2022 will see the Securities and Exchange Commission against Ripple come to a conclusion, either through a settlement or through a court ruling.
The XRP market saw a gradual decline in daily trading volumes towards the end of 2021, although it remained above the billion-dollar mark, according to data from coinmarketcap.com.
Cryptocurrency investors and the public sector have been eyeing digital assets as they search for answers about what to expect from regulators as the space matures.
XRP lawsuit spans three years: 2020, 2021, 2022
2020 was the year the official SEC lawsuit against Ripple began. Jay Clayton, the former head of the SEC, signed the complaint on December 22, 2020. Something Ripple CEO Brad Garlinghouse commented on days ago on Twitter.
“Of all the dirty things in 2020, this was definitely an event that capped the year of rolling around in laughter. But what I said back then remains (painfully) true today: This is an attack on cryptocurrencies in the US, not just Ripple.”
2021 was the year when the two sides pursued their own litigation strategies, as the fact-finding process showed the plaintiff pushing the narrative that Ripple marketed and sold XRP as a security contract.
The defendants – Ripple Labs, Brad Garlinghouse and Chris Larsen – focused more on the lack of proper notification from the SEC that XRP could be considered security.
The numerous inconsistencies in SEC communications over the years have left many market participants wondering which digital assets can count as security.
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First Telegram, then Ripple, then Ethereum?
Clarity is clearly not one of the SEC’s talents. In 2020, the Securities and Exchange Commission (SEC) filed a complaint and won against Telegram (TON) for offering unregistered securities via an initial coin offering (ICO).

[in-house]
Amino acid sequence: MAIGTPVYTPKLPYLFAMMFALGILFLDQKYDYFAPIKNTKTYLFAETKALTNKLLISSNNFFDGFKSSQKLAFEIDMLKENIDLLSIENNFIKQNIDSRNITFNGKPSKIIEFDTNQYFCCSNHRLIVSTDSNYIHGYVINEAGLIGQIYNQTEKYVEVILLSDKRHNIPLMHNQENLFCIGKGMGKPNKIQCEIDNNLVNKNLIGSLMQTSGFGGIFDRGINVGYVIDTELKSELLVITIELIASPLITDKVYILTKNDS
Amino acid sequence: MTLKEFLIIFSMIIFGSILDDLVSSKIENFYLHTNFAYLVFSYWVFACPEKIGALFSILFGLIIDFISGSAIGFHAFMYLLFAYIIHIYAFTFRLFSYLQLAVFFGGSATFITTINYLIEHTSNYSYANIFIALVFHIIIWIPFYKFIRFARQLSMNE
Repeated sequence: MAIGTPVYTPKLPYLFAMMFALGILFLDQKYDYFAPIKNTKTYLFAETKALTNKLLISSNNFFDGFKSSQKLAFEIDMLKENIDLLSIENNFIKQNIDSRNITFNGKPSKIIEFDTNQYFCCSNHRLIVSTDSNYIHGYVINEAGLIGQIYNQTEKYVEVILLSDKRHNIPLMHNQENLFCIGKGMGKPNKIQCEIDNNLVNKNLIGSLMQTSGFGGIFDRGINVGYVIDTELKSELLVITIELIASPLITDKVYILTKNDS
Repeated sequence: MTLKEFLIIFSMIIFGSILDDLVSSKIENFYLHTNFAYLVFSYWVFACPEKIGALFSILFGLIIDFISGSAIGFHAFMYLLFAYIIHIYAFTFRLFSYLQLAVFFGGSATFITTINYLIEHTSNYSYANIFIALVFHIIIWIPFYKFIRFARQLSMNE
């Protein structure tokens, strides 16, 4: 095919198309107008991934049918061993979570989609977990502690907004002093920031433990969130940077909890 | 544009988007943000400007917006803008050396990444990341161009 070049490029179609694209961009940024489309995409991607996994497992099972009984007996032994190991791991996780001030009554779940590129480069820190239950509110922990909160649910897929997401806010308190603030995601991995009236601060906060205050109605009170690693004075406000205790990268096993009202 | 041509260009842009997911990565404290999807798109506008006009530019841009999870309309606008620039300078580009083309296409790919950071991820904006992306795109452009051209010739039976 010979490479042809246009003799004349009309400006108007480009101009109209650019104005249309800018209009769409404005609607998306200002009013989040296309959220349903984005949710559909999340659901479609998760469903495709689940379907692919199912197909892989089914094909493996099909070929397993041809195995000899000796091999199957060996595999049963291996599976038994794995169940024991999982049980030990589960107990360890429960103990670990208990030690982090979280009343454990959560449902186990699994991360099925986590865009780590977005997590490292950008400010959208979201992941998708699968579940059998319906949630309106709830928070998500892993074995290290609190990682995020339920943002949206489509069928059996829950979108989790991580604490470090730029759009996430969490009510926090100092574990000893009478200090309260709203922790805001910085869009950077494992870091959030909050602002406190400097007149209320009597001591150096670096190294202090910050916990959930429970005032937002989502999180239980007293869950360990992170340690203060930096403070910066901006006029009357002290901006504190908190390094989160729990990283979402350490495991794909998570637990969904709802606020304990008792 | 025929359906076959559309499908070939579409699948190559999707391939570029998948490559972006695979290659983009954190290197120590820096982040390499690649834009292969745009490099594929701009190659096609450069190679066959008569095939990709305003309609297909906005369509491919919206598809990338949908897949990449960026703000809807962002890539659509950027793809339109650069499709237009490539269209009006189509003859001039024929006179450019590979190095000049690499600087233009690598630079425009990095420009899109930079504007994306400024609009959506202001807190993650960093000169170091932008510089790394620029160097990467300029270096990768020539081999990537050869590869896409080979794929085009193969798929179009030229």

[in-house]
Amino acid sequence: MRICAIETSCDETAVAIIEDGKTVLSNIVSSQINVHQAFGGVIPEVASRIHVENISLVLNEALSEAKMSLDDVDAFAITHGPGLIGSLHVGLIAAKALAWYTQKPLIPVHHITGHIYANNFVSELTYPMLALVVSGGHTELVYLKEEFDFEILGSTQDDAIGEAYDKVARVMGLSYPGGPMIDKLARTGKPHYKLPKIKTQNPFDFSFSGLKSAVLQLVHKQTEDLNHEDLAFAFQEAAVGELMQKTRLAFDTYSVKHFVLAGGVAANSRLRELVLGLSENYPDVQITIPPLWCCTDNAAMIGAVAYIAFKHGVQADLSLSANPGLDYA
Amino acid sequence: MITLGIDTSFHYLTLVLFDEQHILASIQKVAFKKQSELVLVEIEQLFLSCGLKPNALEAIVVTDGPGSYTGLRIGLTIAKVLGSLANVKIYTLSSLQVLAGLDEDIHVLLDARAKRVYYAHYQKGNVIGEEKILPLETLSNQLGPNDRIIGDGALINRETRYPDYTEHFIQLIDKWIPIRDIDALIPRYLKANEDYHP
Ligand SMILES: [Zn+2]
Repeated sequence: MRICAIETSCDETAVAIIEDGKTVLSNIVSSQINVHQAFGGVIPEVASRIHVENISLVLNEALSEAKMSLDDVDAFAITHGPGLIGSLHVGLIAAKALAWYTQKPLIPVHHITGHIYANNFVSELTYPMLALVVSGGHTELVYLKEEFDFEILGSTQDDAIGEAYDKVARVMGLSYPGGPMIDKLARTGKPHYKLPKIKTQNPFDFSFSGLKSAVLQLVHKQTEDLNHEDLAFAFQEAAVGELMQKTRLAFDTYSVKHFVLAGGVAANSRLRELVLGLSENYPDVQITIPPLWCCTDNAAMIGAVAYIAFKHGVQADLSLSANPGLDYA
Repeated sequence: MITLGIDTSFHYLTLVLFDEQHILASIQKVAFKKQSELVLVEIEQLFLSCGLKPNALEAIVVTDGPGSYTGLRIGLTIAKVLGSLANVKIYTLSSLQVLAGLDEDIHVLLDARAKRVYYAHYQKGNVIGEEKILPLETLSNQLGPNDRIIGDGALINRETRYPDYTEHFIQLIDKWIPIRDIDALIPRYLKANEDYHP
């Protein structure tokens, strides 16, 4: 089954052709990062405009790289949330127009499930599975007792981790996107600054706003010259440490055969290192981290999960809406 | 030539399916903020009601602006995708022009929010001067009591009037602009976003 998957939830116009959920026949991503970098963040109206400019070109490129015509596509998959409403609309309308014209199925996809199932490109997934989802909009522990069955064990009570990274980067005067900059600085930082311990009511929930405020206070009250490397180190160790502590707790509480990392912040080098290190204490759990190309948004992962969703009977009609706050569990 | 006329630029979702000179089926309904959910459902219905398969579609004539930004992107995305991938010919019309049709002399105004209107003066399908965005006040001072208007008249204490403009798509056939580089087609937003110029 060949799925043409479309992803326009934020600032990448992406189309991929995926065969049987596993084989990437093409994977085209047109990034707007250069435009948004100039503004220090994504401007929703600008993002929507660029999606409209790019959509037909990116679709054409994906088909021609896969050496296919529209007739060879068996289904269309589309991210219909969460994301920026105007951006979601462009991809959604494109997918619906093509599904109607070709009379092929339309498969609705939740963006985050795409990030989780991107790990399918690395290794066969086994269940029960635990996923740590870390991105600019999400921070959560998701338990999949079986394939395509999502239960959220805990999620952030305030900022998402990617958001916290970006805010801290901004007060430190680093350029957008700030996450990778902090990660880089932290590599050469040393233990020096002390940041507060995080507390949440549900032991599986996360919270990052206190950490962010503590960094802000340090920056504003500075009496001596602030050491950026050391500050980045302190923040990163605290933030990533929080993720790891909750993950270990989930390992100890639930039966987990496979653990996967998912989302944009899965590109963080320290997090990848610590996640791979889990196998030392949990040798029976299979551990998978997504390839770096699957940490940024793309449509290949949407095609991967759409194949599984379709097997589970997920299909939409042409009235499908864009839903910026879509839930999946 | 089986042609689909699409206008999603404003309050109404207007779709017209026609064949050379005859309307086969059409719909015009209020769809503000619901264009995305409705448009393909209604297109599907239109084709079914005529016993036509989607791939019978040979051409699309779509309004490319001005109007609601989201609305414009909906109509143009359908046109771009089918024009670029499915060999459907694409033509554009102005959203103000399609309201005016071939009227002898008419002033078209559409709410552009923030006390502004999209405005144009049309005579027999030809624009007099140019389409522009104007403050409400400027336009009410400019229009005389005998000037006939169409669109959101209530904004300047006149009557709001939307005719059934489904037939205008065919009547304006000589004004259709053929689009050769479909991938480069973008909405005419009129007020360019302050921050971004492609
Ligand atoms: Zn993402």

It was two years after SEC William Hinman’s previous speech of 2018, where he stated that ETH is not a security…although Ethereum raised funds in 2014 via an ICO as well.
As Ripple has continued to point out agency inconsistencies throughout the lawsuit, the SEC has backed down on any speech made by an official, even as they were commenting publicly on behalf of the regulator.
We’ll still have to wait a while to see if the move has convinced the judge, but with the start of the new year, news about what’s happening in court is expected to pour in on an almost daily basis.
2022 will see the Securities and Exchange Commission against Ripple come to a conclusion, either through a settlement or through a court ruling. This will likely happen in this first quarter of 2022, and the outcome will set the rules for future confrontations with the SEC as the agency shows no signs of ending the practice of regulation by enforcement.